SLO to reconsider vacation rental ban

November 11, 2013

bedThe San Luis Obispo City Council will consider lifting a ban on vacation rentals during a special meeting Tuesday.

Since March, San Luis Obispo city staff have sent cease and desist letters to more than 50 homeowners who list their homes for rent on popular websites like

The vacation rental ordinance, crafted in the 1980s and revised in 2006, bans renting a home in San Luis Obispo for less than 30 days at a time. Homeowners who do not comply can face fines of up to $500 per violation.

A group of homeowners, known as SLO Hosts, is currently petitioning the city to amend the ordinance. The group is not requesting an overturn of the ordinance, but rather a provision allowing home stays.

Home stays are short-term rentals in which the homeowner lives in the residence and rents out a part of the house.

If the council chooses to allow home stays in the city, it may require homeowners operating them to pay for use permits, business licenses and annual inspections. Transient occupancy tax, or hotel tax, may also apply.

The city could raise approximately $45,000 annually, just from transient occupancy tax, if it allows home stays, according to the staff report.

Staff also suggest it will require a quarter-time position with a $25,000 annual salary to regulate the home stays.

The council will meet Tuesday at 6 p.m. at city hall.


Inline Feedbacks
View all comments

“The San Luis Obispo City Council will consider lifting a ban on vacation rentals”…

Lift a ban on vacation rentals? What in the world gives the city counsel the right to tell anyone they can’t rent a room to someone. If you’re running your home like a business then pay the fees and taxes involved and tell the city to cut bait. It’s your home. Big brother is everywhere but his vacation home is in San Luis Obispo.

Parking is going to be the key issue here. Are they going to allow room rentals if no off street parking is available?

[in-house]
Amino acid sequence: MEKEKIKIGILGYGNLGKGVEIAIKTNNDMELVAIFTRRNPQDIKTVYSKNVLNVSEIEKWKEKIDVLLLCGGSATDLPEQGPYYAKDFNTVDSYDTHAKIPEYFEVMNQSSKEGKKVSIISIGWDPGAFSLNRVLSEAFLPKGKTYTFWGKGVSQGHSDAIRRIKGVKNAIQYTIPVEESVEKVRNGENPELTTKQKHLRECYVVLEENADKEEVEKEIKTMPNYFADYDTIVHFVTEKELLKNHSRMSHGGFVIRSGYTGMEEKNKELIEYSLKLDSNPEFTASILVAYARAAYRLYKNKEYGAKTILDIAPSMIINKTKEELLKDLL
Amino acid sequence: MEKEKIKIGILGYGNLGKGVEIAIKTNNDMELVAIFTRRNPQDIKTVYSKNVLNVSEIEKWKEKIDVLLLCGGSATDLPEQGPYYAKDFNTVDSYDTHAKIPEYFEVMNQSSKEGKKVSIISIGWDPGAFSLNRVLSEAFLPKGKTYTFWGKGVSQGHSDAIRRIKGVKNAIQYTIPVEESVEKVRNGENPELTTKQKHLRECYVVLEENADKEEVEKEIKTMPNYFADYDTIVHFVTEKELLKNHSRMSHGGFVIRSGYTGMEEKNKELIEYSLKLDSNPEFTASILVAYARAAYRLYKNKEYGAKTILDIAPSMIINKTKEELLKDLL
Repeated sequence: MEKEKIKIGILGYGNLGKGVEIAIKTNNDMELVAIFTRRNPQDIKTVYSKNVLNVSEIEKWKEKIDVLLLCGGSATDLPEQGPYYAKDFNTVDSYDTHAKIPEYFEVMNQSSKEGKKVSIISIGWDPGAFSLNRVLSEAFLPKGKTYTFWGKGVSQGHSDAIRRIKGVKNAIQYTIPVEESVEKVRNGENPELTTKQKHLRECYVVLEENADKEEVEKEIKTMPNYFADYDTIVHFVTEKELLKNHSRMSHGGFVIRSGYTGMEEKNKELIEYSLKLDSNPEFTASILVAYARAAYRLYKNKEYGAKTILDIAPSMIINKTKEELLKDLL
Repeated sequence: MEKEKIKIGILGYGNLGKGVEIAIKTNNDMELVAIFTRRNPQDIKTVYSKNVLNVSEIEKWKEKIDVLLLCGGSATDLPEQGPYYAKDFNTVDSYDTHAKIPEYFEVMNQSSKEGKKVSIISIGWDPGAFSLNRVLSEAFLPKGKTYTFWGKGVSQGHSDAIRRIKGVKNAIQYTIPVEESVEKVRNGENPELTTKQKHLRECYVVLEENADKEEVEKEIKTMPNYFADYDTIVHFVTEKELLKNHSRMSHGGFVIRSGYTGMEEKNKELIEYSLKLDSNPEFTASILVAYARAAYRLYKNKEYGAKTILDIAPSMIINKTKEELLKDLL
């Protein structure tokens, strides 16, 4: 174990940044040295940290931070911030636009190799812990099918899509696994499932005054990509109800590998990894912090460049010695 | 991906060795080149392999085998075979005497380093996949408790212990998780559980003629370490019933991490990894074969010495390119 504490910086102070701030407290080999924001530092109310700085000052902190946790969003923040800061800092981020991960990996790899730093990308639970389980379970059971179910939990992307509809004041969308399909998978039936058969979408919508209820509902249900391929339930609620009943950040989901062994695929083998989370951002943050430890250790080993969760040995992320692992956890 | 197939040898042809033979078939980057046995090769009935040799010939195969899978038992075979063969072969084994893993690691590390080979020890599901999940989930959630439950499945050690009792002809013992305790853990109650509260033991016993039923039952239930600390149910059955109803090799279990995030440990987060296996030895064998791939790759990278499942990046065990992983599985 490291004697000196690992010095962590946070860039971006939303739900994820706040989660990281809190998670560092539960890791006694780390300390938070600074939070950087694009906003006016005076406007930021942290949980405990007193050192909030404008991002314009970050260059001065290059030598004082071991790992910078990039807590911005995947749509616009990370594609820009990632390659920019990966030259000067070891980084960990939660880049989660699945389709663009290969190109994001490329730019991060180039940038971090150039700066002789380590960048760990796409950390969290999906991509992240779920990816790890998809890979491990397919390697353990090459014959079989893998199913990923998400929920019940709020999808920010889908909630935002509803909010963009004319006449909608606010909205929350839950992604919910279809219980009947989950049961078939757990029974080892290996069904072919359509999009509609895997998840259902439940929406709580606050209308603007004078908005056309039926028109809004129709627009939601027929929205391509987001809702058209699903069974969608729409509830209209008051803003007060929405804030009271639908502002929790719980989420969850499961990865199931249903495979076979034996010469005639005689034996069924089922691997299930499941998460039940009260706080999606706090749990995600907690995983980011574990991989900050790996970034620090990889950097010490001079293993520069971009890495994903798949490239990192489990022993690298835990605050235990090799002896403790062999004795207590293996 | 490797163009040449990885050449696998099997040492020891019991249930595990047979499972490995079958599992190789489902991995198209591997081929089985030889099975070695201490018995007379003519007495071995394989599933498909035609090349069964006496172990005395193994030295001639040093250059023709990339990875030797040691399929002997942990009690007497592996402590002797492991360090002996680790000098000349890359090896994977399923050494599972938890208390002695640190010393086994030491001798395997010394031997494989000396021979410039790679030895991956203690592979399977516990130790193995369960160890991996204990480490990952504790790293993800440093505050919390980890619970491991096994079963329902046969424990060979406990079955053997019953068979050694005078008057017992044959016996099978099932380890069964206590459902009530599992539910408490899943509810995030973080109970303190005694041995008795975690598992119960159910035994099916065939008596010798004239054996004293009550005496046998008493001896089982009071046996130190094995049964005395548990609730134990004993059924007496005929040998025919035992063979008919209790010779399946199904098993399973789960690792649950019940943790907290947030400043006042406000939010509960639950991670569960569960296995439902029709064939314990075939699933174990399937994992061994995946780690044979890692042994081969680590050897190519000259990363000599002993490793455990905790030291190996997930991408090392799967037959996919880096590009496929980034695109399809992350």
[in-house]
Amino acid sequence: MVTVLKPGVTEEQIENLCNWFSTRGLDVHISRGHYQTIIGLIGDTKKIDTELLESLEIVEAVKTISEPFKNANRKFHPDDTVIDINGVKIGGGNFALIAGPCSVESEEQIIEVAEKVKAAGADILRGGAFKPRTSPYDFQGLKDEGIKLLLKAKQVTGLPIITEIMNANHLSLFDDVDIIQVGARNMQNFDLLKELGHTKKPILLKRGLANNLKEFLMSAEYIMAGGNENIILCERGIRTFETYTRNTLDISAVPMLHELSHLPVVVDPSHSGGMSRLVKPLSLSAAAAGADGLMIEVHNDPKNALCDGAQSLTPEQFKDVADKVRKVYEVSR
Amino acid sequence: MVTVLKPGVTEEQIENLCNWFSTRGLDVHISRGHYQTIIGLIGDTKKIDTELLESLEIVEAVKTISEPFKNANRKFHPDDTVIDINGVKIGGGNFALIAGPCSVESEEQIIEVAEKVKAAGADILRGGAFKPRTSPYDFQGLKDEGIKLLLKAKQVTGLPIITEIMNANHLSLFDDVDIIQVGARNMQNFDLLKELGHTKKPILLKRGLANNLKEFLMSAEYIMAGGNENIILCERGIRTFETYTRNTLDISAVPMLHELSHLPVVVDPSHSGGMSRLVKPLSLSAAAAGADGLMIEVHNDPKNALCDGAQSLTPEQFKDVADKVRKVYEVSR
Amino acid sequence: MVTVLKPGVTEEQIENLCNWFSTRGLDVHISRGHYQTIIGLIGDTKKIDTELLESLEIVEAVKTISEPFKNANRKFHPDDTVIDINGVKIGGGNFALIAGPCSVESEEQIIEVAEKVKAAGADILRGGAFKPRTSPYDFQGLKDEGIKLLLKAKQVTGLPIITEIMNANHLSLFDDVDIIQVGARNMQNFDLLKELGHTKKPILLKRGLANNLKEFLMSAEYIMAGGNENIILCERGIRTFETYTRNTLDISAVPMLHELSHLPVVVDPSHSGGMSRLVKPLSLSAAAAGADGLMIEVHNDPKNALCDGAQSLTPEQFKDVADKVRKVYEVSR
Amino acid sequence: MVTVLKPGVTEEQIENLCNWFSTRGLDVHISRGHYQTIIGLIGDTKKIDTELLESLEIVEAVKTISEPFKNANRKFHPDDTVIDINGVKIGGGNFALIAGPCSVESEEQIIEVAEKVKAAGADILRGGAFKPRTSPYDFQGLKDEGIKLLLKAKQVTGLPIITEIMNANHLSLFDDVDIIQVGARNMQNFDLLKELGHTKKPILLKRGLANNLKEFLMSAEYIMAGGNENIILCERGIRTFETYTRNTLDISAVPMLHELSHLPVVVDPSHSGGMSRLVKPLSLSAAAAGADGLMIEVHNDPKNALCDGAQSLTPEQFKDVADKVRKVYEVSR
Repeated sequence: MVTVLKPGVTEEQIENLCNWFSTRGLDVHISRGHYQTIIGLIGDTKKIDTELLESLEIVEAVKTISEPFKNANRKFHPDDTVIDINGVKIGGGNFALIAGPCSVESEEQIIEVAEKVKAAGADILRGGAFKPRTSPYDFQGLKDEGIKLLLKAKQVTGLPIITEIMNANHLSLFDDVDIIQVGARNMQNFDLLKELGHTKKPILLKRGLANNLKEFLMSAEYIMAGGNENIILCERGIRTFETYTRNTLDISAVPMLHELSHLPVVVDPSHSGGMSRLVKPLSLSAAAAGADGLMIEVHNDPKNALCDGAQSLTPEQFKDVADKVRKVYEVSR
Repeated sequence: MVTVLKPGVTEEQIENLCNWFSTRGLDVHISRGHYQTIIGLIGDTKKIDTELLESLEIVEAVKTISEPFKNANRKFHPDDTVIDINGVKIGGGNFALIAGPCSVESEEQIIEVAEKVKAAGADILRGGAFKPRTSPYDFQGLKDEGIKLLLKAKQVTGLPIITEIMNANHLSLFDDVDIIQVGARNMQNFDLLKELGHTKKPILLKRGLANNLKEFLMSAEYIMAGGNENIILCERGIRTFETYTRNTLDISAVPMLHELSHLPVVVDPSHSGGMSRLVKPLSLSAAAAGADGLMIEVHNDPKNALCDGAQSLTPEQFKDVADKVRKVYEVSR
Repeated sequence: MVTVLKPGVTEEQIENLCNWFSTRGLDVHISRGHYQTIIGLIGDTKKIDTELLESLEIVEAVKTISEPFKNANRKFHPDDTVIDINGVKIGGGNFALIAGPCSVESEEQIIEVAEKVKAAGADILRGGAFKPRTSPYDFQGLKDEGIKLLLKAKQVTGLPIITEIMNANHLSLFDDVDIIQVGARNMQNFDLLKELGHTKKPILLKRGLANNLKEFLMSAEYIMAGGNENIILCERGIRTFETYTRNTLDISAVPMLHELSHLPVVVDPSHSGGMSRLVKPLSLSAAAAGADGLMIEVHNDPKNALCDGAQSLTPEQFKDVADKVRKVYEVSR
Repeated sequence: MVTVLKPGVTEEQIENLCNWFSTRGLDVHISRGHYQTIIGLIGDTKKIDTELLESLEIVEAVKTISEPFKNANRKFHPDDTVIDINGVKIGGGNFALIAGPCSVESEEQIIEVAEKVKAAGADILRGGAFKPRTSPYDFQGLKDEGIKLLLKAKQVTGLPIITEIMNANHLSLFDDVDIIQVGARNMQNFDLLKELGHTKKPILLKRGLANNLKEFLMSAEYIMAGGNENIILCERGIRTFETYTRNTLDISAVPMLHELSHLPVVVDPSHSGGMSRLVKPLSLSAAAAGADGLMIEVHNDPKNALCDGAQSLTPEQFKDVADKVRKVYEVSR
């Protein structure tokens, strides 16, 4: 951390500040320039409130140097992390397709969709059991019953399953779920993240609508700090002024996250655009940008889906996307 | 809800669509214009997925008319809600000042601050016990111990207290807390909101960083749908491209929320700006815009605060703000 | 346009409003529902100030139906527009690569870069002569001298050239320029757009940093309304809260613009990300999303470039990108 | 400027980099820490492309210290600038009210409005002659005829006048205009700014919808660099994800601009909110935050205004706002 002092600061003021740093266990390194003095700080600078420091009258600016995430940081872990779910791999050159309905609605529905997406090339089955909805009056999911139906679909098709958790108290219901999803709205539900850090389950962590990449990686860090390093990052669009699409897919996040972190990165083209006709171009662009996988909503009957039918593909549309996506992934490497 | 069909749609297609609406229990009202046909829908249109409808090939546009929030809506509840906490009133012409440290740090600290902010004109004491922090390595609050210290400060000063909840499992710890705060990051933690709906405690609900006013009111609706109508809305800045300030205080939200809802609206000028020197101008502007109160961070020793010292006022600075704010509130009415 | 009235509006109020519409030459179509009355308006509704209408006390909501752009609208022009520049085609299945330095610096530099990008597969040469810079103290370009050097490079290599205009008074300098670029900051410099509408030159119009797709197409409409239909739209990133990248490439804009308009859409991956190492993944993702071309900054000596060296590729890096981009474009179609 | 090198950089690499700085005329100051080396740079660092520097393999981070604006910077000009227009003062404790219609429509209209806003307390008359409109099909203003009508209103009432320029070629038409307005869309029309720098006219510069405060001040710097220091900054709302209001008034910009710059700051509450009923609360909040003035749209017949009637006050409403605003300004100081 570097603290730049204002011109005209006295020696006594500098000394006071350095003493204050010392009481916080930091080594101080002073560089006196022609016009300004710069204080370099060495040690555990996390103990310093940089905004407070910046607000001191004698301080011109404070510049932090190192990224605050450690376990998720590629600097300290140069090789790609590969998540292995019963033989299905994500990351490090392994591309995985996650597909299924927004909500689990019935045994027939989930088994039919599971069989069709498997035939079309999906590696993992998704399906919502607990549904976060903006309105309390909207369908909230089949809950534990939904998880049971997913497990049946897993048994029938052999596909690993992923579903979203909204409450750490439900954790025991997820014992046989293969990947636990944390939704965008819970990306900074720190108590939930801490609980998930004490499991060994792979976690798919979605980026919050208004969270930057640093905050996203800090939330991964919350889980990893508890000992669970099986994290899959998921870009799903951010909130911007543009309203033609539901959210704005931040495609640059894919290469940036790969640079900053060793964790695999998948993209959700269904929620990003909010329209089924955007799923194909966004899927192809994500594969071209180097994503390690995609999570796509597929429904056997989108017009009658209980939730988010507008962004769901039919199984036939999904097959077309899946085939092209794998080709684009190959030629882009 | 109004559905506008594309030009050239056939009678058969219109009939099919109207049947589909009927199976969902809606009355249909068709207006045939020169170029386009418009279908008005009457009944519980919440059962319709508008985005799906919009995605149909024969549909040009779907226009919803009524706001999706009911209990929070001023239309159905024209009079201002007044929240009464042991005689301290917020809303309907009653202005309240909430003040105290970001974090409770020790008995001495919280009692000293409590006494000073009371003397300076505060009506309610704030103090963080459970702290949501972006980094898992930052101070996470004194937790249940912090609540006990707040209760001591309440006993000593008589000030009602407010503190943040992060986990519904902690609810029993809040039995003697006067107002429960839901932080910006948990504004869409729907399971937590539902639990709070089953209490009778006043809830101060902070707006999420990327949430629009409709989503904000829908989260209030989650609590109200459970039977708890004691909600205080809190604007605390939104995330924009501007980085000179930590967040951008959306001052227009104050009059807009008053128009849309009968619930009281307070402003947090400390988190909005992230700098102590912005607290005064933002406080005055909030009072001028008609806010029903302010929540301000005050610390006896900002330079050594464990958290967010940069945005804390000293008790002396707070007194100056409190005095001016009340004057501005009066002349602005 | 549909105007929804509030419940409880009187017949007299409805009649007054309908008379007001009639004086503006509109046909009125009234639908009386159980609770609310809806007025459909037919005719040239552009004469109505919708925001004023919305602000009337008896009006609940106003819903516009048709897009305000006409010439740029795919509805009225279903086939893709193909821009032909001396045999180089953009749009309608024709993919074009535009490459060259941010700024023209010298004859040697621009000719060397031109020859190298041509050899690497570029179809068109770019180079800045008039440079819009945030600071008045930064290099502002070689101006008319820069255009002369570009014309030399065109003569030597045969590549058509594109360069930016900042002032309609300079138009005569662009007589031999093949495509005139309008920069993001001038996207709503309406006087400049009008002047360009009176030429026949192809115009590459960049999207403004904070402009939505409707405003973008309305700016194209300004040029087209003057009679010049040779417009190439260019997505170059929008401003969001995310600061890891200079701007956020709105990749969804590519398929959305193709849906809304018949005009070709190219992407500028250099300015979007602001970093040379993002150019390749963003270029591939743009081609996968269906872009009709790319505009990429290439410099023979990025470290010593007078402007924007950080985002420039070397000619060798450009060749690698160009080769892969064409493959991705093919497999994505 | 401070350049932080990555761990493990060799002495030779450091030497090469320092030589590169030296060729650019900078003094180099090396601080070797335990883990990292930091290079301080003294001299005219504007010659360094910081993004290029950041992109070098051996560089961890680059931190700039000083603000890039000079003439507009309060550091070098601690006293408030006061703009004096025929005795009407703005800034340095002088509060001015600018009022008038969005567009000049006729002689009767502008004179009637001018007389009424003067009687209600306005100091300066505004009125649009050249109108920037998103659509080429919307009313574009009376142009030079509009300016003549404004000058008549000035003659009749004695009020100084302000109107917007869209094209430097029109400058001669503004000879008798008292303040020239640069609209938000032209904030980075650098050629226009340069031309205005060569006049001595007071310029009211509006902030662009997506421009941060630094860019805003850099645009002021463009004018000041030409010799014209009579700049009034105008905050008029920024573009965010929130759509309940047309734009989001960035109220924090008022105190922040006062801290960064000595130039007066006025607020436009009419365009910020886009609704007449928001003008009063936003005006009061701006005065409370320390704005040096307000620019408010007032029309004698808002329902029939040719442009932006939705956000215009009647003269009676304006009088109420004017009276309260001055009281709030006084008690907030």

You can’t add a granny unit to your property if you don’t have enough parking, so would it be fair to allow short term rentals?

I’m all for allowing people to do what they want with their property, but we have to be consistent.

If they are staying in a bedroom that is already part of the house, why would the parking requirement be any different than for any other occupant of that room?

Come on now, if you are going to use logic………..

Ah, slow thinker, never a name more apt. Parking is not an issue, these are bedrooms in existing residences that could be packed with students, a family, or house a single person or couple.The BNB’s are typically the latter. Also this is not a new granny unit, or unit of any kind subject to parking requirements. Let’s have the City do a review of ALL rental arrangements’ effects on parking. And so what if everybody on the block rents rooms, they could rent them anyway to whomever for more than 30 days. These were never concerns while the city failed to enforce the code and in the absence of NEIGHBORHOOD complaints…look higher. They sure weren’t hiding like they’re doing something illegal. I went on AirBNB for the first time and recognize a couple of houses within half a mile. Had no idea. All kinds of incompatible and illegal uses effecting the quality of life are standard in SLO and ignored. Why do you think this non-quality of life issue is at the forefront? “Buehler, Bueller….”. Follow the money.

“consistency is the hobgoblin of little minds”

The phrase is: ” a FOOLISH consistency” etc. Try and have a clue about what you think you’re trying to say.